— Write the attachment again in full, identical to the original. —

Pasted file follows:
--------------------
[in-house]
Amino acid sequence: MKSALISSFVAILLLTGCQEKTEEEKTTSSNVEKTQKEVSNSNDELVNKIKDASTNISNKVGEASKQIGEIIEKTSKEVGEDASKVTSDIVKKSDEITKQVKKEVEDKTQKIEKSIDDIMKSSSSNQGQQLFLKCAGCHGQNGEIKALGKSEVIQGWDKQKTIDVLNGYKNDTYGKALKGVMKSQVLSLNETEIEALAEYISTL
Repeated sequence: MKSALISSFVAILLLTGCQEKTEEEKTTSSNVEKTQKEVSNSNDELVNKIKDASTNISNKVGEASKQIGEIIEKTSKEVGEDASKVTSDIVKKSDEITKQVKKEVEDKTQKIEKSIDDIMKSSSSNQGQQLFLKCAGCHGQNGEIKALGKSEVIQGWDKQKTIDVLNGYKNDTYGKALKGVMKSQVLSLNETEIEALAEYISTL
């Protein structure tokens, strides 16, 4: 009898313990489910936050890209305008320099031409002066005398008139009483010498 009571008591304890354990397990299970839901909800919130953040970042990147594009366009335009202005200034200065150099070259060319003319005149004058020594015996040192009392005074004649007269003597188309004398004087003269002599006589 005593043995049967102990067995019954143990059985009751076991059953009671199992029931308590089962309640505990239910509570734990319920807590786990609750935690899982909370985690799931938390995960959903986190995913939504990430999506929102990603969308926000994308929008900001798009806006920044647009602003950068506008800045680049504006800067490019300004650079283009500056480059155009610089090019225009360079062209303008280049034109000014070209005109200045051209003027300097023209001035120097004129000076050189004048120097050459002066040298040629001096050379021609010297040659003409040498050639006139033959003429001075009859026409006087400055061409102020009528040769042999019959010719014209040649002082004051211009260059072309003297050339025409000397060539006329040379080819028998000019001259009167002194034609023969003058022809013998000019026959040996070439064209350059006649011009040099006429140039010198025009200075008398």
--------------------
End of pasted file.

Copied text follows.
[in-house]
Amino acid sequence: MKSALISSFVAILLLTGCQEKTEEEKTTSSNVEKTQKEVSNSNDELVNKIKDASTNISNKVGEASKQIGEIIEKTSKEVGEDASKVTSDIVKKSDEITKQVKKEVEDKTQKIEKSIDDIMKSSSSNQGQQLFLKCAGCHGQNGEIKALGKSEVIQGWDKQKTIDVLNGYKNDTYGKALKGVMKSQVLSLNETEIEALAEYISTL
Repeated sequence: MKSALISSFVAILLLTGCQEKTEEEKTTSSNVEKTQKEVSNSNDELVNKIKDASTNISNKVGEASKQIGEIIEKTSKEVGEDASKVTSDIVKKSDEITKQVKKEVEDKTQKIEKSIDDIMKSSSSNQGQQLFLKCAGCHGQNGEIKALGKSEVIQGWDKQKTIDVLNGYKNDTYGKALKGVMKSQVLSLNETEIEALAEYISTL
């Protein structure tokens, strides 16, 4: 009898313990489910936050890209305008320099031409002066005398008139009483010498 009571008591304890354990397990299970839901909800919130953040970042990147594009366009335009202005200034200065150099070259060319003319005149004058020594015996040192009392005074004649007269003597188309004398004087003269002599006589 005593043995049967102990067995019954143990059985009751076991059953009671199992029931308590089962309640505990239910509570734990319920807590786990609750935690899982909370985690799931938390995960959903986190995913939504990430999506929102990603969308926000994308929008900001798009806006920044647009602003950068506008800045680049504006800067490019300004650079283009500056480059155009610089090019225009360079062209303008280049034109000014070209005109200045051209003027300097023209001035120097004129000076050189004048120097050459002066040298040629001096050379021609010297040659003409040498050639006139033959003429001075009859026409006087400055061409102020009528040769042999019959010719014209040649002082004051211009260059072309003297050339025409000397060539006329040379080819028998000019001259009167002194034609023969003058022809013998000019026959040996070439064209350059006649011009040099006429140039010198025009200075008398």